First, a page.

Listening

Someone called Anne

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Someone called Anne - hancockmcdonald.com/blog/someone-called-anne

This pair of sentences could almost be phrasal homophones (oronyms), except for the differences in punctuation. They play with the fact that the sound bite 'call Dan' is identical to the sound bite 'called Anne'. There are also two meanings of 'called' (to phone or shout out to someone or to be named), which make the pair of sentences rather confusing!

Sick Spies or Six Pies?

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Sick Spies or Six Pies? - hancockmcdonald.com/blog/sick-spies-or-six-pies

Look at the pictures. Are the two pictures: a. a minimal pair, b. homophones, c. whatever?

Acoustic Drills and Audio Concordances

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Acoustic Drills and Audio Concordances - hancockmcdonald.com/blog/acoustic-drills-and-audio-concordances

There is something missing at the heart of the listening component in most ELT course materials. They fail to dig deep into the actual raw material of the skill – what Richard Cauldwell calls the ‘sound substance’.

Making Listening Memorable: Listening in chunks

Speaker: 
Event date: 
Sunday, March 13, 2016 - 10:15
Venue: 
TESOL-Spain
Location: 
Vitoria-Gasteiz
Extra info: 
Plus downloads
Listening in chunks

When it comes to ‘doing’ listening, many students feel they are starting from scratch rather than building on what they have already mastered. In this workshop, we’ll discuss the notion of ‘verbal stickiness’, and consider how we could exploit this phenomenon by focusing on various language patterns and using different activities to help students become more efficient and fluent listeners.

Pronunciation for Listeners

Speaker: 
Event date: 
Wednesday, January 27, 2016 - 14:00
Venue: 
Driestar conference
Location: 
Houten, Netherlands
Extra info: 
Plus downloads
Pronunciation for Listeners - hancockmcdonald.com/talks/pronunciation-listeners-0

Pronunciation is just as important for listening as for speaking. In this workshop, we will look at what features make connected speech difficult to follow. We will try out a series of tasks and games for raising awareness of these features. Finally, I will suggest how teachers can prepare their own micro-listening activities.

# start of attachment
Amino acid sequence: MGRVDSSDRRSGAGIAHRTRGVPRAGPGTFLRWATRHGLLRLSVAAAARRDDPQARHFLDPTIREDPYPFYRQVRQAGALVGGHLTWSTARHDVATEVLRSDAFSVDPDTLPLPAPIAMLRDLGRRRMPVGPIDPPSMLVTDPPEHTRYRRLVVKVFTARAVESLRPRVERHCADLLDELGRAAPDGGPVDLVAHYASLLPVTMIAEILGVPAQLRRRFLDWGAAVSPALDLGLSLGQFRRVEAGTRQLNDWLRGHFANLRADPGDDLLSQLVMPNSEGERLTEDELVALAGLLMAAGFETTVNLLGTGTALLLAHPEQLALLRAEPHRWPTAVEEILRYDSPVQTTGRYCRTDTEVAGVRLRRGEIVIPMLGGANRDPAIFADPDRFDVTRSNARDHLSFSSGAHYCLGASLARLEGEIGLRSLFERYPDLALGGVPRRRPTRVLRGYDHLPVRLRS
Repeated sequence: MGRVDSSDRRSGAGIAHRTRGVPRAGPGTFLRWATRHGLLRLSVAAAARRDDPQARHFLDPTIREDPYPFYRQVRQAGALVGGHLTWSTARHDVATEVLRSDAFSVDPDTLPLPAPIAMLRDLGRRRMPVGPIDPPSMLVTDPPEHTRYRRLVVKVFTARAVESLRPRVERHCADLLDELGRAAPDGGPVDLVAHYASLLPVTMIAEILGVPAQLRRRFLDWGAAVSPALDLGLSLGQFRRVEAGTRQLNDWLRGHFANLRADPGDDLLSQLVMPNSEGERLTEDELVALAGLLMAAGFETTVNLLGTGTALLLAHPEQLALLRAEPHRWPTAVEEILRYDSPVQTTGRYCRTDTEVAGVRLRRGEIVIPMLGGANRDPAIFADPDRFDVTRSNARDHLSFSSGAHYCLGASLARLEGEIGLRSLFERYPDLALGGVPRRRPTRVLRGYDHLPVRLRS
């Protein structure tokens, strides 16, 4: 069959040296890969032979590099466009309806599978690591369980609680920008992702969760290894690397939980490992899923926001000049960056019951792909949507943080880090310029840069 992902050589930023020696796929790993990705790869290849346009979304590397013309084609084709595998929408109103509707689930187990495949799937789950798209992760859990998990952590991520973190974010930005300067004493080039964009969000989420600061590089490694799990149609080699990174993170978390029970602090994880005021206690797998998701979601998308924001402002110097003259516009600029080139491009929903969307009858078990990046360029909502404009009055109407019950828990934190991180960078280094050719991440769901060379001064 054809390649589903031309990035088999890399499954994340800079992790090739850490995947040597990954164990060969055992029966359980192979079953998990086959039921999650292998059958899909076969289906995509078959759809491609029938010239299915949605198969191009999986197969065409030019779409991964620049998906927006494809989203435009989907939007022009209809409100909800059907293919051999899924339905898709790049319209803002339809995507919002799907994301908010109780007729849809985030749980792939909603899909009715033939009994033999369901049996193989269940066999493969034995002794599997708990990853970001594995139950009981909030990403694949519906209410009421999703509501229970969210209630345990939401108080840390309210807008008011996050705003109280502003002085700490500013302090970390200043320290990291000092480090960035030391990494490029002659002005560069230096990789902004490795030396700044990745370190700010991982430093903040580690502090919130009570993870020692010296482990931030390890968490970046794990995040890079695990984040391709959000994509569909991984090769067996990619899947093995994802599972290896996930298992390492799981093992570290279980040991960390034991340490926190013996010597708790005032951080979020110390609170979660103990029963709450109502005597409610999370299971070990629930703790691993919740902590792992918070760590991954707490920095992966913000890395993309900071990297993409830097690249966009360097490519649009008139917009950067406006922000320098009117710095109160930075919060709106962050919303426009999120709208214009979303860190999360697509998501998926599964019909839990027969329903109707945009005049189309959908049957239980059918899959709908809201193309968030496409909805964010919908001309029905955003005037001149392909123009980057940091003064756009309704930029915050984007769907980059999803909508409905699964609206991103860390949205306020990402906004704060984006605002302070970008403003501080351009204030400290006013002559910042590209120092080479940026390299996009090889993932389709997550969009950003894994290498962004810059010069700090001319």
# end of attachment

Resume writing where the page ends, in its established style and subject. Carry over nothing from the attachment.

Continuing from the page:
The Challenges of Unscripted Language

Speaker: 
Event date: 
Saturday, November 21, 2015 - 16:45
Venue: 
TESOL France
Location: 
Telecom ParisTech, 46 rue Barrault, 75013 Paris, France
Extra info: 
Includes handouts
The Challenges of Unscripted Language - hancockmcdonald.com/talks/challenges-unscripted-language

Unscripted language is usually very different to the spoken language students encounter when doing listening activities in a general English course. Consequently, when students come to listen to spontaneous chat or discussion they are faced with many difficulties. What might these be and what can we teachers do about it?

Learning Listening: The Challenges of Unscripted Langauge

Speaker: 
Event date: 
Saturday, October 3, 2015 - 14:45
Venue: 
English UK North Academic Conference 2015, Liverpool
Location: 
LILA, New Barrett House, 47 North John Street
Extra info: 
Plus downloads
Learning Listening in Liverpool

Many students studying English want (or even need) to be able to understand the spontaneous, unscripted speech they find themselves immersed in as people chat away around them. For students schooled on a diet of scripted ELT material the challenge is truly daunting; for teachers wishing to help, the unruly nature of conversational spoken English makes it difficult to know where to start.

The Parasol

The Parasol - hancockmcdonald.com/materials/parasol

This song is based on a painting by Francisco de Goya in the Prado Museum in Madrid. The lyric refers to Goya as 'he', the girl in the painting as 'you' and the singer himself as 'I'. It speculates as to why the boy stands holding the parasol for the girl.

Learning Listening: The challenge of unscripted language

Speaker: 
Event date: 
Tuesday, April 14, 2015 - 12:15
Venue: 
IATEFL 2015
Location: 
Manchester Central
Extra info: 
Plus downloads
Learning Listening

On the surface of it, unscripted language is a total mess, and it's a wonder that anybody can understand any of it. It stops and starts, interrupts and stumbles, slows and accelerates, and generally breaks all the grammar rules you’ve ever learnt. So, how can we help learners to make sense of it?

Learning Listening: The challenge of unscripted language

Speaker: 
Event date: 
Saturday, March 7, 2015 - 10:45
Venue: 
Universidad de Salamanca, Facultad de Filologia
Location: 
Salamanca, Spain
Extra info: 
Plus downloads
Learning Listening with Unscripted Language

It’s nearly time for the 38th TESOL-Spain National Convention, where this year, as well as catching up with friends, I’ll be presenting on Learning Listening: The challenge of unscripted language.

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